Under the protection of Ngapuhi leader Eruera Maihi Patuone, Mangungu was established in 1828 as the second Wesleyan Mission station in New Zealand, the first being destroyed in 1827. This house was built in 1838-1839 for the Reverend Nathaniel Turner.
As well as hosting Governor William Hobson during the second major gathering for discussing and signing Treaty of Waitangi – where 70 chiefs added their assent before a crowd of up to 3,000 people - Mangungu was the scene for the introduction of honey bees to New Zealand.
From 1840 the mission house was occupied by the Reverend John Hobbs and his family. Hobbs had drawn the plans for the house – a single-storey structure in a symmetrical, Georgian style - and supervised its construction from local kauri. They left Mangungu for Auckland in 1855 and the house was moved to Onehunga where it was used as a Methodist parsonage and then sold to private owners.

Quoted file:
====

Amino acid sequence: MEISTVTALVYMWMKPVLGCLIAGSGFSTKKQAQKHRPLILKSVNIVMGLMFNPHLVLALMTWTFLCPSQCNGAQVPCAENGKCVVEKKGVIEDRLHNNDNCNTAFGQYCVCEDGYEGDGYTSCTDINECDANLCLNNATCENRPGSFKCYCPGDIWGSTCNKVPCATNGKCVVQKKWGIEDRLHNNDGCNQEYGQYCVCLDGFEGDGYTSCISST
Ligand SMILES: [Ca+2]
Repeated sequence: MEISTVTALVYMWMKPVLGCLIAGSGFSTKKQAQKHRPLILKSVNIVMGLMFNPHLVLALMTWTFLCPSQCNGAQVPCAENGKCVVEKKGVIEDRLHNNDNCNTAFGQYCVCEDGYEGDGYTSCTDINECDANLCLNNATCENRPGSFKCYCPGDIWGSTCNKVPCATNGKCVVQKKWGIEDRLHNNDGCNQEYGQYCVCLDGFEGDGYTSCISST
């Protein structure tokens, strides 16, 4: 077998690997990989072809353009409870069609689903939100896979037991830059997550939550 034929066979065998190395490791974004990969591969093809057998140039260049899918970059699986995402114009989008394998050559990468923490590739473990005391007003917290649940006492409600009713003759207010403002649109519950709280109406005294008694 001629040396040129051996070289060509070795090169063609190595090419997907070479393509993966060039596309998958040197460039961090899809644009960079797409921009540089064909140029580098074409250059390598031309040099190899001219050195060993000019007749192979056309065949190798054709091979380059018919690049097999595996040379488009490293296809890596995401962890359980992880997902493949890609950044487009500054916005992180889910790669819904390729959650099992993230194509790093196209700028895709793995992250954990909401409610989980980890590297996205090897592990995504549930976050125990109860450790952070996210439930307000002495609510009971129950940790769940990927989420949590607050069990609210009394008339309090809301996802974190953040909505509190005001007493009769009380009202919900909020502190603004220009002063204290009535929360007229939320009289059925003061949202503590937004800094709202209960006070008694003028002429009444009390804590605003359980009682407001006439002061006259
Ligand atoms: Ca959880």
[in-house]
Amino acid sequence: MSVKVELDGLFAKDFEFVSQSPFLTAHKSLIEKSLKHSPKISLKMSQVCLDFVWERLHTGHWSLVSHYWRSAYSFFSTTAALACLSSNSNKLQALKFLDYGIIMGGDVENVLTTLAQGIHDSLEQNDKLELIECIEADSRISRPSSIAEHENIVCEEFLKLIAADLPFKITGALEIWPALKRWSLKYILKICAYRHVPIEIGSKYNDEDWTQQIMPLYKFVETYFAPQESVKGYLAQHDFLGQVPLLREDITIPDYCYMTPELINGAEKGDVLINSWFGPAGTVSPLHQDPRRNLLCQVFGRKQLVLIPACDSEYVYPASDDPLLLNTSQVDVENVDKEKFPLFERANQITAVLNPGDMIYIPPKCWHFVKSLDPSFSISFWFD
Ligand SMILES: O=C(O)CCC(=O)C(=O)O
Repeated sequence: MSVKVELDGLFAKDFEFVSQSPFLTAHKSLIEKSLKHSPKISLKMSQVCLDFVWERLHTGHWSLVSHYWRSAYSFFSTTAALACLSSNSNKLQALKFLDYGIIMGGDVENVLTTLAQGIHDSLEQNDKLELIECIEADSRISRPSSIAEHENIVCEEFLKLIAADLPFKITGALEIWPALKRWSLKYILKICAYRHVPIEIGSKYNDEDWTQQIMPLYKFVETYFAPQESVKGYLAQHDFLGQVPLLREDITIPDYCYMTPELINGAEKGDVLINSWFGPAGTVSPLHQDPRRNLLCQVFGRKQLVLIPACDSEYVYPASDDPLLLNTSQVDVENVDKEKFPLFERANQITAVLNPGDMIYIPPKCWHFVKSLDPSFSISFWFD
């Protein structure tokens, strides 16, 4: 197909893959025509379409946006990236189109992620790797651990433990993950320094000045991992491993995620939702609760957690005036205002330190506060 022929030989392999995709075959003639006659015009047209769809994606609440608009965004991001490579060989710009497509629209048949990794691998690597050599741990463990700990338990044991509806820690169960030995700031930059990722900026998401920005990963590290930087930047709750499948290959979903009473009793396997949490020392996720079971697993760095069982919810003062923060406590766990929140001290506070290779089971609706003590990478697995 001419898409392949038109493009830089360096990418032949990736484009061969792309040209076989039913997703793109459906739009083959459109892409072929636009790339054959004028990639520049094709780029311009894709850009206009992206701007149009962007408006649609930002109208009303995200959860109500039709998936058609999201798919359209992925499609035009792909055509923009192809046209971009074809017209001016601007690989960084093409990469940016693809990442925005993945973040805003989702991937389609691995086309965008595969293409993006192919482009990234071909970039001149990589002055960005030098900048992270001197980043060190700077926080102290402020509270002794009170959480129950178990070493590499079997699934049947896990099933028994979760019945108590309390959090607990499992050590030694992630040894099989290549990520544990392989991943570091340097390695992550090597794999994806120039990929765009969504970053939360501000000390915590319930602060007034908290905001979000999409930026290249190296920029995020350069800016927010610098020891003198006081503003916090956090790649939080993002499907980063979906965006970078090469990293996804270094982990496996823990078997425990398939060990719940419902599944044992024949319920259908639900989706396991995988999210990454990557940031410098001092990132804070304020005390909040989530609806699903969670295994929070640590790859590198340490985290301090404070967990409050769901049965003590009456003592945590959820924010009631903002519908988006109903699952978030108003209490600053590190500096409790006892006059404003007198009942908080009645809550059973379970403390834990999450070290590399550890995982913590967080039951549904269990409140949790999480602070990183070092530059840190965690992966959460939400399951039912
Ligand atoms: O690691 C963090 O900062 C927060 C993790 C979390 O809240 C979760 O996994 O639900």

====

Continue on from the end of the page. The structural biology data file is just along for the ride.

The mission house was returned to the Mangungu site in the 1970s, restored on behalf of the NZHPT, and opened as a museum in 1977. The house overlooks the Hokianga Harbour and the historic mission cemetery.
The building is architecturally valuable for demonstrating early nineteenth-century timber-framed construction techniques, and is one of only a few surviving structures in the country that pre-dates New Zealand's establishment as a British colony in 1840.
Get your Passport to History here at Mangungu, and go on your own voyage of discovery exploring the interconnections and stories of NZHPT's Northland properties.